I mentioned in the second part of the festival recap that my ultimate goal at all beer festivals is to find three beers which I’ve never had before that truly stood out to me. The International Tasting was no different!

  • Der HirschBrau/Privatbrauerei Höss: Doppel-Hirsch – A 7.2% ABV dark doppelbock with expected yet extremely well balanced caramel and roasty tastes. Hints of fruits and plums come in really making this one stand out!
  • Innis and Gunn: Rum Cask Oak Aged – Although available in the northeast, I actually never had the I&G Rum Cask prior to this festival. A 7.4% ABV Wee Heavy ale aged in, well, rum casks, with a number of “hearty, feel good tastes” like oak, vanilla, caramel and biscuit!
  • Tucher: Dunkels Hefe Weizen – This 5.35% ABV dunkelweizen was my favorite of the three as it completely messed with my brain as I was trying to interpret the tastes. The label noted hefeweizen so I was prepared for banana and citrusy notes – they were noticeable, but in addition, the beer presented with stronger tastes like caramel and even cocoa. A great experience!

One of the more unique experiences for me was the ability to try beer from very remote (at least to me) areas of the world like Kenya (Tusker, East African Breweries Ltd.) and Ethiopia (St. George Beer). Although nothing more than standard adjunct lagers, I felt like an explorer traversing the world in search for new beer as I enjoyed samples from these breweries.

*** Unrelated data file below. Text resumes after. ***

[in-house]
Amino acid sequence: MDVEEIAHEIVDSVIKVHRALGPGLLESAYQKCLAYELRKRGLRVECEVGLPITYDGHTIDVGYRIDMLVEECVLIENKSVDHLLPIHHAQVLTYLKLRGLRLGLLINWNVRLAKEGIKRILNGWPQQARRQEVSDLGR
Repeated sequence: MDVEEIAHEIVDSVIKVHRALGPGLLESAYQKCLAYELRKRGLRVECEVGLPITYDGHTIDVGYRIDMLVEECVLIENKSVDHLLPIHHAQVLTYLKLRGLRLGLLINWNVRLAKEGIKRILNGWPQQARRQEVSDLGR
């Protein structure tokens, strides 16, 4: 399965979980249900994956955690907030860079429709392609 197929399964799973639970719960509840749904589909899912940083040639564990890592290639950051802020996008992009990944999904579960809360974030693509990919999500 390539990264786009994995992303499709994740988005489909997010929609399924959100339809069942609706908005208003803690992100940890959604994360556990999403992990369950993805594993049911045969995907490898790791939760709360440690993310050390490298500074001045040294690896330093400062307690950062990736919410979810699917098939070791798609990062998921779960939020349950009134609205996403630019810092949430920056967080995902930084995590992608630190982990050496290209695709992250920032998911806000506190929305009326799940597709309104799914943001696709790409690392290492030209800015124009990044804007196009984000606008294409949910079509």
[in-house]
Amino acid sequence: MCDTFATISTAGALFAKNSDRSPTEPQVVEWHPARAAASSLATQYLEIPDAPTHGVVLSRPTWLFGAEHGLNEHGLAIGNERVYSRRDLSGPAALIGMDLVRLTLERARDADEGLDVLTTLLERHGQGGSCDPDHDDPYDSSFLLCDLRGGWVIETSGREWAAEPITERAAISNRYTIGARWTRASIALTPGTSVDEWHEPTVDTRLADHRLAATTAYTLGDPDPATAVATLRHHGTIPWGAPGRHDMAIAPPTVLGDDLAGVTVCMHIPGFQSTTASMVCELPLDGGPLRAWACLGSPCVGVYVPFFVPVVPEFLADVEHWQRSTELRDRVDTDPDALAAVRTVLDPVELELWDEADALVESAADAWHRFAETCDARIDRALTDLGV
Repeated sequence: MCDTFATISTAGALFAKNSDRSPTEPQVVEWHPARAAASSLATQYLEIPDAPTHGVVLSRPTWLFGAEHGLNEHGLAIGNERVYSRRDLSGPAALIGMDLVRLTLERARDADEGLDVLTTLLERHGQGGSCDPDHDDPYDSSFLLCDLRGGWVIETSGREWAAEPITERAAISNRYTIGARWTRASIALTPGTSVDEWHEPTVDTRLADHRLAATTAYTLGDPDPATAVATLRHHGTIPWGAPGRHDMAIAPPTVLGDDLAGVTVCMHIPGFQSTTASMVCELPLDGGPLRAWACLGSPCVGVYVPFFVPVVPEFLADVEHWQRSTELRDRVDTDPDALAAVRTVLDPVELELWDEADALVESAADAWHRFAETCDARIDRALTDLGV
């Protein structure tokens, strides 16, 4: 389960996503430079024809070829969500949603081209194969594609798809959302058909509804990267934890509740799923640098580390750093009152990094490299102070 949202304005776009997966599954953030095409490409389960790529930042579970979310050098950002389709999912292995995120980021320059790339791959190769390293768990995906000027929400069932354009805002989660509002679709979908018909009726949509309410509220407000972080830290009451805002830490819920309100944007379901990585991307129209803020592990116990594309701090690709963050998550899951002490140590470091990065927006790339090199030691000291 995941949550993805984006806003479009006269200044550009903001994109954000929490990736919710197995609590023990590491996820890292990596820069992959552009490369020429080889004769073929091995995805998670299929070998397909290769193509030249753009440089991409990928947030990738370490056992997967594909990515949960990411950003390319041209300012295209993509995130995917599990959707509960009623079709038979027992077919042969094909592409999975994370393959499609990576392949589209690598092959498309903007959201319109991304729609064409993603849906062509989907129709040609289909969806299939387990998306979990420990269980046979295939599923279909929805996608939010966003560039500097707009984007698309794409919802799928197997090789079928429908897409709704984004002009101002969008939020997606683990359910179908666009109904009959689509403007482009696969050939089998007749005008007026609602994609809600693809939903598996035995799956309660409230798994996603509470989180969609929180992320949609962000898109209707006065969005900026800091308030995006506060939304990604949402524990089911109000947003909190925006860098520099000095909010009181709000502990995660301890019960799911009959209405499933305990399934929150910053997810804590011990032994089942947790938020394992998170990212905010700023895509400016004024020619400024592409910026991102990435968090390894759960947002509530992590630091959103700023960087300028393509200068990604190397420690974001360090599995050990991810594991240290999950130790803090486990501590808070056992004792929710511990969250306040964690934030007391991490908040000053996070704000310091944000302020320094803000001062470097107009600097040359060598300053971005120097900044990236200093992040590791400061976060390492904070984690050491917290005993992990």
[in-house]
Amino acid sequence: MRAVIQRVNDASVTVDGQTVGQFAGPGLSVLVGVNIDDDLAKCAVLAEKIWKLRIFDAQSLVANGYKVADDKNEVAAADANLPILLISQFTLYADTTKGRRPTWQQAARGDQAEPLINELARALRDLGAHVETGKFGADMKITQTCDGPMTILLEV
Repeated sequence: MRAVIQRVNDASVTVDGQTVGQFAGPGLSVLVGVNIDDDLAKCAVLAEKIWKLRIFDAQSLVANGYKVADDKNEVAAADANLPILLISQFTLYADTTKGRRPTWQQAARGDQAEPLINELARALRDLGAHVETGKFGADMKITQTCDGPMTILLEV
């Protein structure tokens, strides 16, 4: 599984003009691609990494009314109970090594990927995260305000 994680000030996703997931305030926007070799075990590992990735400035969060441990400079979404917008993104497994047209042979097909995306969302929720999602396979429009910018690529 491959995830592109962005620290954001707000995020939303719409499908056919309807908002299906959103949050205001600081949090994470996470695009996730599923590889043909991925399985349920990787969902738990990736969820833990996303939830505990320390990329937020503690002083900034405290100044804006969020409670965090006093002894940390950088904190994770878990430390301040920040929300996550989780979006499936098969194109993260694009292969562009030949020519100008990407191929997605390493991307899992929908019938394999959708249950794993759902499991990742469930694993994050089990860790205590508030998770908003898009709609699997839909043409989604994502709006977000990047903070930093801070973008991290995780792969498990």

The weather was absolutely gorgeous throughout the International Tasting which lead to us spending a substantial amount of time on the Harbor Lawn hanging out with other festival attendees. We met a number of people from different parts of the country as we chatted and discussed our favorite beers.

The entire experience reaffirmed the common notion that “beer people are good people”.

Freemason HouseAfter the tasting was over, we hit the Savannah streets and further explored the city! Check out some of these pictures of a few interesting landmarks that we found.

In conclusion, the three days that we spent in Savannah were extremely entertaining and exciting. We had an opportunity to try new craft beers, meet new people, and explore places we’ve never been to.